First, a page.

Senate Passes Labor-HHS Appropriations Bill That Includes Amendment Preventing Redistribution of Ryan White Funding in Some Areas
The Senate on Tuesday voted 75-19 to pass its version of the fiscal year 2008 Labor-HHS-Education appropriations bill (HR 3043), which includes an amendment that would prevent the redistribution of Ryan White Program funding in some areas of the country, CQ Today reports. The amendment was adopted 65-28 by roll call votes (Wayne, CQ Today, 10/23). The amendment -- proposed by Sen. Michael Enzi (R-Wyo.), the ranking member of the Senate Health, Education, Labor and Pensions Committee -- was aimed to address language in the House version of the bill, CongressDaily reports (Chon, CongressDaily, 10/23). According to a release from House Speaker Nancy Pelosi (D-Calif.), the House version would have mitigated Ryan White funding cuts to 11 jurisdictions nationwide -- including San Francisco -- that were included in last year's reauthorization bill. The Enzi amendment included in the Senate version would reinstate those funding cuts (Pelosi release, 10/23).
Seventeen Senate Democrats from mostly rural states voted for the Enzi amendment, including Labor-HHS Appropriations Subcommittee Chair Tom Harkin (D-Iowa). Labor-HHS Appropriations ranking member Sen. Arlen Specter (R-Pa.) and Sen. Olympia Snowe (R-Maine) were the only two Republicans to vote against the amendment (CongressDaily, 10/23).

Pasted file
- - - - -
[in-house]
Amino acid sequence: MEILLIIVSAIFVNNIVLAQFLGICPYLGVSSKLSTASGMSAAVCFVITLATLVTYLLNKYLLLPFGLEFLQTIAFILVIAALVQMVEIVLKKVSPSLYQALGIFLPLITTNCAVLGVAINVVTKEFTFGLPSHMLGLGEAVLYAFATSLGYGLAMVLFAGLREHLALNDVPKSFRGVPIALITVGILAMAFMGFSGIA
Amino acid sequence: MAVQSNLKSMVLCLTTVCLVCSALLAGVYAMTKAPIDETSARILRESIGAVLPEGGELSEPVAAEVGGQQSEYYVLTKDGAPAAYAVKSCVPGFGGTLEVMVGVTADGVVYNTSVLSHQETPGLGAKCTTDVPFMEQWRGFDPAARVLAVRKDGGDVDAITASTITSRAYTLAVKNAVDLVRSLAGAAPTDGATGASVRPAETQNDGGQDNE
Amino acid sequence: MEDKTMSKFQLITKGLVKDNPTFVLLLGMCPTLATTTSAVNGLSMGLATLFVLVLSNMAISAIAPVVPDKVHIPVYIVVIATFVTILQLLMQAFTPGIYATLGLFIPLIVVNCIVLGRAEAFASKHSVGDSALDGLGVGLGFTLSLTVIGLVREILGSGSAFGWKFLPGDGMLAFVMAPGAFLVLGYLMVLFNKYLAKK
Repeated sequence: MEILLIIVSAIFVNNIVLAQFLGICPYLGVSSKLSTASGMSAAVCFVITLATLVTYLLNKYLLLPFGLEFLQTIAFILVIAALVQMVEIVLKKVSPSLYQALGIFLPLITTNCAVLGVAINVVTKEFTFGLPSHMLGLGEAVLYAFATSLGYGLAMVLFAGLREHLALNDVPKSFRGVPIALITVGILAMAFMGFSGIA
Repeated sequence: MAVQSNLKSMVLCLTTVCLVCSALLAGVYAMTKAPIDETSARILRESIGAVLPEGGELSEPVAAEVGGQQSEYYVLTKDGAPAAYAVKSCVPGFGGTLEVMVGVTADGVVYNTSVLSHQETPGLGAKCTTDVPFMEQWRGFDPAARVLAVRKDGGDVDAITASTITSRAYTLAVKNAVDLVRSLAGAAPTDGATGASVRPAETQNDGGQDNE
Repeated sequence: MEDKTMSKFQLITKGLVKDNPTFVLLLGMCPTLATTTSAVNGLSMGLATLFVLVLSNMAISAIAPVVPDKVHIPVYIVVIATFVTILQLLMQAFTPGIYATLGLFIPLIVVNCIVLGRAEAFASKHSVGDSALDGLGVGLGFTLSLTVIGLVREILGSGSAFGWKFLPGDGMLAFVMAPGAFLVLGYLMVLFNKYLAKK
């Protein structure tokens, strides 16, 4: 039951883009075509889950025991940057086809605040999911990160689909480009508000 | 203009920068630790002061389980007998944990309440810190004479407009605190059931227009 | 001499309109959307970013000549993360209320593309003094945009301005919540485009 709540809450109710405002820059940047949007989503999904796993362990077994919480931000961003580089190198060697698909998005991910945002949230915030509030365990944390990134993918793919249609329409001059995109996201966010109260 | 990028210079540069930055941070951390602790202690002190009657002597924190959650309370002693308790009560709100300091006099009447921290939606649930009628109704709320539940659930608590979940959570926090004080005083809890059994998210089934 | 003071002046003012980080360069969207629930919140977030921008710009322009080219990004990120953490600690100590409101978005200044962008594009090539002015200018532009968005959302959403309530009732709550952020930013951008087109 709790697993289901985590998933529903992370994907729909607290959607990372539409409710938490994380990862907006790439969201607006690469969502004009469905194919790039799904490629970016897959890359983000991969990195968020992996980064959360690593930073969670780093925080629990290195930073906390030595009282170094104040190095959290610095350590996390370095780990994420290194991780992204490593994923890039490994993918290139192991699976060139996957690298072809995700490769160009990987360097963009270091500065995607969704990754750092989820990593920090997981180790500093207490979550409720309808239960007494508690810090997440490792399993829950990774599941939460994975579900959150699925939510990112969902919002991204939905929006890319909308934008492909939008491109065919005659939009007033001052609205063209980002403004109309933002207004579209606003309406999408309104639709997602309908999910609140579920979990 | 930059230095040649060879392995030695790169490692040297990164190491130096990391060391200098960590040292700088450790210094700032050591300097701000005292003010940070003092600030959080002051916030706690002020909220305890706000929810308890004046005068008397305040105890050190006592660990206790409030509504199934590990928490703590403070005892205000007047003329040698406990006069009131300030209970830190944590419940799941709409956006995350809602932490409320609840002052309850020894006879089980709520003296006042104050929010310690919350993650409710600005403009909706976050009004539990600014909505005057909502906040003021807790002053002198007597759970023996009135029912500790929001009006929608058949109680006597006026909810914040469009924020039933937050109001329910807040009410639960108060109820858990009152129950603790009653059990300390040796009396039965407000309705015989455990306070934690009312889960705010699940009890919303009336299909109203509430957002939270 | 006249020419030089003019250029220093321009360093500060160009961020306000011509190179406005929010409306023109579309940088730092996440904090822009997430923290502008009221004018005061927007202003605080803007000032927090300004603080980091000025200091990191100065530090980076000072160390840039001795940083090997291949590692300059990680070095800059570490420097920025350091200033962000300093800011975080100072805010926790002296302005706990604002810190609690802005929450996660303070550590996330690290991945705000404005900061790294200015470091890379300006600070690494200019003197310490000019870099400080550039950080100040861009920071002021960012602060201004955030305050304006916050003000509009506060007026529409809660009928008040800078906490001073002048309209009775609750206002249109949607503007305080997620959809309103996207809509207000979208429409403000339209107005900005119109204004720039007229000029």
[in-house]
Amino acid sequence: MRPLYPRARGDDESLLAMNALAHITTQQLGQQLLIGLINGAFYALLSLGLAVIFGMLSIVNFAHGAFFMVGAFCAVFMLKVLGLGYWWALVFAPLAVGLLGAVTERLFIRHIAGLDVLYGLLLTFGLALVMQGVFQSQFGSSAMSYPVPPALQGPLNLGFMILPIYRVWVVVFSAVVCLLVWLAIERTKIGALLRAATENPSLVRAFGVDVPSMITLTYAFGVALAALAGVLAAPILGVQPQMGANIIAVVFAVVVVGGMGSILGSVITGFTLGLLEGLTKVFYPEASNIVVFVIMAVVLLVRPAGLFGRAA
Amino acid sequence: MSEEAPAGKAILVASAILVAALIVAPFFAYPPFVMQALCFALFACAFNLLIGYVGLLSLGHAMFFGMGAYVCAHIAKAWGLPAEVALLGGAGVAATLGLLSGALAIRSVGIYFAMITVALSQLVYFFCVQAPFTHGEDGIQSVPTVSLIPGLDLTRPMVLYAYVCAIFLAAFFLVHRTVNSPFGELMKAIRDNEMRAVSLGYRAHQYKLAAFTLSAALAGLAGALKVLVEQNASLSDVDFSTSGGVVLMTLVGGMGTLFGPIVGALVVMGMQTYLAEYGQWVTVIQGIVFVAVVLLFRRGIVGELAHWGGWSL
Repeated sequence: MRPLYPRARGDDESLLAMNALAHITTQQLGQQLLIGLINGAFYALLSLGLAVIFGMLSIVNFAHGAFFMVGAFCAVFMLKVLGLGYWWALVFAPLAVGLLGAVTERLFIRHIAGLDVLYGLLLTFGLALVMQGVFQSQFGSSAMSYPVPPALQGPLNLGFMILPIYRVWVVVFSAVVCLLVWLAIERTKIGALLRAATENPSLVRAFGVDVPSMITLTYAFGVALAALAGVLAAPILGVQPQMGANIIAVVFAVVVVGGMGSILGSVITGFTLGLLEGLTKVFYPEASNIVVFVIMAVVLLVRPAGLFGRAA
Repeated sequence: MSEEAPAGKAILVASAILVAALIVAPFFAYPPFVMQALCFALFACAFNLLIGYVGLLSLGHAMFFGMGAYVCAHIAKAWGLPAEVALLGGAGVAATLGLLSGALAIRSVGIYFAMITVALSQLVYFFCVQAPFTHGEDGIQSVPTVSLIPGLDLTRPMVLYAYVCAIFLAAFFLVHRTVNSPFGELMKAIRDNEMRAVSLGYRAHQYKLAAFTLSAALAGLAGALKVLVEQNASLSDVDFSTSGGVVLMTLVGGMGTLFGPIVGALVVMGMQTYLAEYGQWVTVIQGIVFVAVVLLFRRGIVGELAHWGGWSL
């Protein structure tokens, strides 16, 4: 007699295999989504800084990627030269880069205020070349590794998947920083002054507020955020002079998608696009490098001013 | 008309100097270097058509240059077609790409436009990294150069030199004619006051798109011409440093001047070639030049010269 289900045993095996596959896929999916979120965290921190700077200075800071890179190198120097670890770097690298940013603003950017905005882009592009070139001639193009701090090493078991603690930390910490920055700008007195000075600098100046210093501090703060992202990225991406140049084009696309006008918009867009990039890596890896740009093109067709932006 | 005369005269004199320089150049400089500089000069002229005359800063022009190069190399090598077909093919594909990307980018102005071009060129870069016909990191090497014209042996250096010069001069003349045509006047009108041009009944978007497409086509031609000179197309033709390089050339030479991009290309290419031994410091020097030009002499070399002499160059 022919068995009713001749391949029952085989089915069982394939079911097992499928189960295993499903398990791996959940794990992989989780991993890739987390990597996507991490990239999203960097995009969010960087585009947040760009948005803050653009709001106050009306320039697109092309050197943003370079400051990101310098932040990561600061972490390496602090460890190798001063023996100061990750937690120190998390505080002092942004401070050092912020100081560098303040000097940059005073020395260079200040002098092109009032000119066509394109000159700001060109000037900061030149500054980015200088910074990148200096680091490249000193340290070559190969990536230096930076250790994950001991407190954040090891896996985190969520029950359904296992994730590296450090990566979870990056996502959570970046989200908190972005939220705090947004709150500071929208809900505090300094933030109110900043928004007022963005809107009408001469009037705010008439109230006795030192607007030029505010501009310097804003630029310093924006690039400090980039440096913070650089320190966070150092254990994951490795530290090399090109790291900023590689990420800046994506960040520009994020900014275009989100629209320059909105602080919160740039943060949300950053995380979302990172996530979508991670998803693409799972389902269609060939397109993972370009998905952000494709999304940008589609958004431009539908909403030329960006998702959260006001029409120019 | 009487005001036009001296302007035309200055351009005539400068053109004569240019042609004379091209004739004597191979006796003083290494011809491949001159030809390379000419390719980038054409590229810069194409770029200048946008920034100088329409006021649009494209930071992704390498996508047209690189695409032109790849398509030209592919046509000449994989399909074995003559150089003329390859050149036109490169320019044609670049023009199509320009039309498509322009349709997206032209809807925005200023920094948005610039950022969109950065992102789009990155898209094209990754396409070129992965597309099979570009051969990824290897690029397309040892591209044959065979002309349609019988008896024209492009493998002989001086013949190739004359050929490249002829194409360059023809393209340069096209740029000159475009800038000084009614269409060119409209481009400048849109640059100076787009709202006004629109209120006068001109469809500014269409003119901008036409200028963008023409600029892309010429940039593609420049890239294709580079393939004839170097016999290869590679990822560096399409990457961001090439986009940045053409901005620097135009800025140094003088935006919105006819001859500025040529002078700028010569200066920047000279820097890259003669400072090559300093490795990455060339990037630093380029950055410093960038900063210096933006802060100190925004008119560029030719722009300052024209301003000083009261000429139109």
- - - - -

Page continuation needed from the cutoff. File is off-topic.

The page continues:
The House version of the bill would "rob disadvantaged individuals, living in underserved areas of the country, of money they desperately need for HIV/AIDS treatment," Enzi said, adding, "We cannot let politics undo the very core mission of the Ryan White reauthorization passed last year. Revisions we made to the critically flawed funding formulas in [the program] must be preserved to ensure that federal dollars are used to fight the HIV/AIDS epidemic of today, not yesterday" (Enzi release, 10/23). Sen. Dianne Feinstein (D-Calif.) said that San Francisco would be disproportionately affected by the funding cuts. "I don't think it's fair to take a 30% cut in one year when you have the largest number of HIV/AIDS [cases] in the history of the epidemic in a city that has suffered ... like no other city in America," Feinstein said (CongressDaily, 10/23).
Pelosi in a statement said that although San Francisco "developed the model of community-based care that served as the basis" for the original Ryan White Program, the city's "needs are still severe." She added that she will "work with the Appropriations Committee to maintain this critical protection in conference" (Pelosi release, 10/23).